Memorize.  God gave us a wonderful capacity to remember things that are important.  The most important things in life are the truths that are found in the Scriptures.  “How can a young man cleanse his way?  By taking heed according to Your Word.  With my whole heart I have sought you; Oh, let me not wander from Your commandments!  Your Word I have hidden in my heart, that I might not sin against You” (Psalm 119:9-11).  Consider some other things that the Scriptures can do for you:  Psalm 119:28, 105, 111, 130, 165, 176.  If you’re interested, we can suggest some Scripture memory programs for you.  Ask us about them.  With God’s Word in your memory bank, you can draw upon it during times of trials or when someone would like a reason for the hope that you have (1 Peter 3:15).

                Meditation.  We tend to become what we think about most often.  The Psalmist tells us how to be happy (blessed).  “Blessed is the man who walks not in the counsel of the ungodly, nor stands in the way of sinners, nor sits in the seat of the scornful; But his delight is in the law of the Lord, and in His law he meditates day and night (Psalm 1:1, 2).  Joshua and Timothy were encouraged to do the same (Joshua 1:8; 1 Timothy 4:15).  Rather than worry about all the things that may not happen anyway, why not cast all your cares on the Lord, knowing that He cares for His children (1 Peter 5:7).

                Obey It.  God is pleased when we know His Word and then put it into practice in our lives (James 1:22; 2:14-20).  The Scriptures are God breathed and profitable for doctrine, for reproof, for correction, for instruction in righteousness, that the man of God may be complete, thoroughly equipped for every good work (2 Timothy 3:16, 17).  The Holy Spirit works in us both to will and to do His good pleasure (Philippians 2:13; 4:13).  Jesus said, “Without Me you can do nothing” (John 15:5).  Rely on Him always.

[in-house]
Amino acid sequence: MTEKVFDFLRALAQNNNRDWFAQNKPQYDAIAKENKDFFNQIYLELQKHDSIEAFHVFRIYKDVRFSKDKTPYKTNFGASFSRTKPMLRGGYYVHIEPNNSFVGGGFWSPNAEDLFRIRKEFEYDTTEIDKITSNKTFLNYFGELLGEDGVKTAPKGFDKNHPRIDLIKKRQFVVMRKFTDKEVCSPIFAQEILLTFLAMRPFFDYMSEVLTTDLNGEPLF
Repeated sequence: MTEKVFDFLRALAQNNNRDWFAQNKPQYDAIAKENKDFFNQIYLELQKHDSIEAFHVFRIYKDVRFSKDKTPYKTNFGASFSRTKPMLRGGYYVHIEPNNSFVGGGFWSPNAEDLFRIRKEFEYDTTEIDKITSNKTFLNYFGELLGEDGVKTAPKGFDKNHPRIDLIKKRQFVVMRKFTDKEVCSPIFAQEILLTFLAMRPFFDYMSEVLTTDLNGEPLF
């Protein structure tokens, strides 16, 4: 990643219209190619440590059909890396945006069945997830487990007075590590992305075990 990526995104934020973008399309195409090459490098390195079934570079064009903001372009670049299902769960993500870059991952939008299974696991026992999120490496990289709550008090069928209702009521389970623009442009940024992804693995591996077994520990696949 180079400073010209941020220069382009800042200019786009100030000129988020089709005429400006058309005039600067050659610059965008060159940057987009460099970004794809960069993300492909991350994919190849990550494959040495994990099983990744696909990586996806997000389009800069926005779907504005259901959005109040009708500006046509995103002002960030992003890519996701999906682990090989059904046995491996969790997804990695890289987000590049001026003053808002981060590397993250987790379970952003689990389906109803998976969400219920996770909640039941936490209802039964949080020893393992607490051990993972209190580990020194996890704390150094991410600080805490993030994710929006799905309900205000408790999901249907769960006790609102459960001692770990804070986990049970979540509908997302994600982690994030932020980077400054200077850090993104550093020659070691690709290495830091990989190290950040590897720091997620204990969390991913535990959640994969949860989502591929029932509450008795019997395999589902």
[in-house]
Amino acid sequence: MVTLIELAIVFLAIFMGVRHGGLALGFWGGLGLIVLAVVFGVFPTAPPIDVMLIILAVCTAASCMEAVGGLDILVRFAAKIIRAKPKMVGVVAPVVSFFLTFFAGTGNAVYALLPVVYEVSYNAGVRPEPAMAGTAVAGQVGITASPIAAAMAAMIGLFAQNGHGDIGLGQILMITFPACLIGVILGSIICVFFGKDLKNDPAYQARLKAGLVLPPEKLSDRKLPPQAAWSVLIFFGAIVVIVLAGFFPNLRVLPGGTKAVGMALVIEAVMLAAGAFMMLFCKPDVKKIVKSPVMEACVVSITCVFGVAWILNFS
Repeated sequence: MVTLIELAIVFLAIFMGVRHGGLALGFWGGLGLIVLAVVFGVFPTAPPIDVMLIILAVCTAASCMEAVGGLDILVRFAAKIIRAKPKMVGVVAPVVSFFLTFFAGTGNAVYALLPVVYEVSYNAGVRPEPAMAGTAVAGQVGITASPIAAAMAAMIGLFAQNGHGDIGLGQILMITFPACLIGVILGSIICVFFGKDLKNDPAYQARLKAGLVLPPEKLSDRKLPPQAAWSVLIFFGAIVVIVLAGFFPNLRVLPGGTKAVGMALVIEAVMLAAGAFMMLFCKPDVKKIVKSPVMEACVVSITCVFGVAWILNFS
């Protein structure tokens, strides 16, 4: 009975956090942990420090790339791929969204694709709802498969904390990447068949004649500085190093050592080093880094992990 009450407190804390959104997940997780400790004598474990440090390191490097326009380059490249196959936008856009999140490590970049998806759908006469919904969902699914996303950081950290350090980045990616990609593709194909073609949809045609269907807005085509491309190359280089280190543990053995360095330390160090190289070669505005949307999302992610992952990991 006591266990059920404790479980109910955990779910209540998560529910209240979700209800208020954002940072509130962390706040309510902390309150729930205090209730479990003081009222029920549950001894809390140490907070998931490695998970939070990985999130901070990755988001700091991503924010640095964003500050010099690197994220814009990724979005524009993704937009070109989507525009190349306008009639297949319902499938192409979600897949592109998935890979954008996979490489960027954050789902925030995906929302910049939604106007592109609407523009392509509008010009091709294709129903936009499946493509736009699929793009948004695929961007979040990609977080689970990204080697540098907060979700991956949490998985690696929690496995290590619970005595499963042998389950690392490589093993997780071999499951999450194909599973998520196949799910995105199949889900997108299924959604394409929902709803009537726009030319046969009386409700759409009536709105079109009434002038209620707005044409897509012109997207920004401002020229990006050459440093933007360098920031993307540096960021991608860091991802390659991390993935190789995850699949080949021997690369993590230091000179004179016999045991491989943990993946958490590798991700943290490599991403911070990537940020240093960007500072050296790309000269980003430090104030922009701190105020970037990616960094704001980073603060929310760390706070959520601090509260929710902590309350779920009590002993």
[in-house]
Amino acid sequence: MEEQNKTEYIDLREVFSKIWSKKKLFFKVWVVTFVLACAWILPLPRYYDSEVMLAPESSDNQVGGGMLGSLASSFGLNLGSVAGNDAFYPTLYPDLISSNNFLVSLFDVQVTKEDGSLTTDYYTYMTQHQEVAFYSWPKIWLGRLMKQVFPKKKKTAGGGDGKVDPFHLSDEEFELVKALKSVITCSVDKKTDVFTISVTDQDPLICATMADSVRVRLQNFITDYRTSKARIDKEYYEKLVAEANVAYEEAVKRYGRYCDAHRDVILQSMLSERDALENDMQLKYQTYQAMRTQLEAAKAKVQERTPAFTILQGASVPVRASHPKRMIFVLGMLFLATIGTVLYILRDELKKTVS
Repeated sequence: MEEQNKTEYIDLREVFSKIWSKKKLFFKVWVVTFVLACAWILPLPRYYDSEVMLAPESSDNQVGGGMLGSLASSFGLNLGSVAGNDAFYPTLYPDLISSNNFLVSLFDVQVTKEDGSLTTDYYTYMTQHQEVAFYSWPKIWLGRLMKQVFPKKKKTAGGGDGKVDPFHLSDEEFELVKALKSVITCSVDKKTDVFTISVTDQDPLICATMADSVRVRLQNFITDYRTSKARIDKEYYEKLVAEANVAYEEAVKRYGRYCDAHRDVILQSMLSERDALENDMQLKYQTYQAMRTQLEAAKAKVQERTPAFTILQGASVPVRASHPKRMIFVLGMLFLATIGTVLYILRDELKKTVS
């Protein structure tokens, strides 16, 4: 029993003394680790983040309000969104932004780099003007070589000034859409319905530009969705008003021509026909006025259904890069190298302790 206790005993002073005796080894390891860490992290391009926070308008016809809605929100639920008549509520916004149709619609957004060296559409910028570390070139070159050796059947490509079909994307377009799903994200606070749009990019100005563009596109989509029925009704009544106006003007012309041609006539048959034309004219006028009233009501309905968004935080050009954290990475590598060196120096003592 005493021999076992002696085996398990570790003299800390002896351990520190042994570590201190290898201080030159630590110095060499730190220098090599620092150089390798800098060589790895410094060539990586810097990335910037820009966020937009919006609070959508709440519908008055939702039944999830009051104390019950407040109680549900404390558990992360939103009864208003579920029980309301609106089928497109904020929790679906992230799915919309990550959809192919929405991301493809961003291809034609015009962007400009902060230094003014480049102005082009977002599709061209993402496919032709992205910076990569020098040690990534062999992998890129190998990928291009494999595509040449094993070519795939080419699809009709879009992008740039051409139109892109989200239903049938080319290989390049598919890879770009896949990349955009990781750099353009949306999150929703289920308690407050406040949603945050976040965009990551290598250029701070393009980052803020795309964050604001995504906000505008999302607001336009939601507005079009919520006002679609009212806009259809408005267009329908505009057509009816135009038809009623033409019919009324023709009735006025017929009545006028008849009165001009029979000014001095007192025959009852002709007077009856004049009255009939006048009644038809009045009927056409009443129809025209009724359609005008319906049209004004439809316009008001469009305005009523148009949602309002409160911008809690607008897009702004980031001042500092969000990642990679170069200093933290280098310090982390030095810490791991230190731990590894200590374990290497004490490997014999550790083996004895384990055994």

Prayer.  We hope and pray that your “Quiet Time” will turn into “Quite A Time” with God each day as you allow Him to speak to you through His Word.  We encourage you to share your insights with others who are open and receptive to the Truth (John 14:6; 17:17; 2 Timothy 2:2).  Let’s glorify God (1 Corinthians 10:31) and stimulate each other to love and good works (Hebrews 10:24, 25).

                Remember.  “He who can read the Bible but won’t is no better off than the man who can’t read.”  Thank God for your eyes.  Read His Word and hide it in your heart while you can.

                Blessed To Bless.  If this article has helped you, would you let someone else know about it?  To receive our articles as they come out, click on “Follow.” Visit www.kelseypeach.com for more help. If you would like an abbreviated form of this information to put in your Bible, ask us about it.  Call us at 805-238-3549.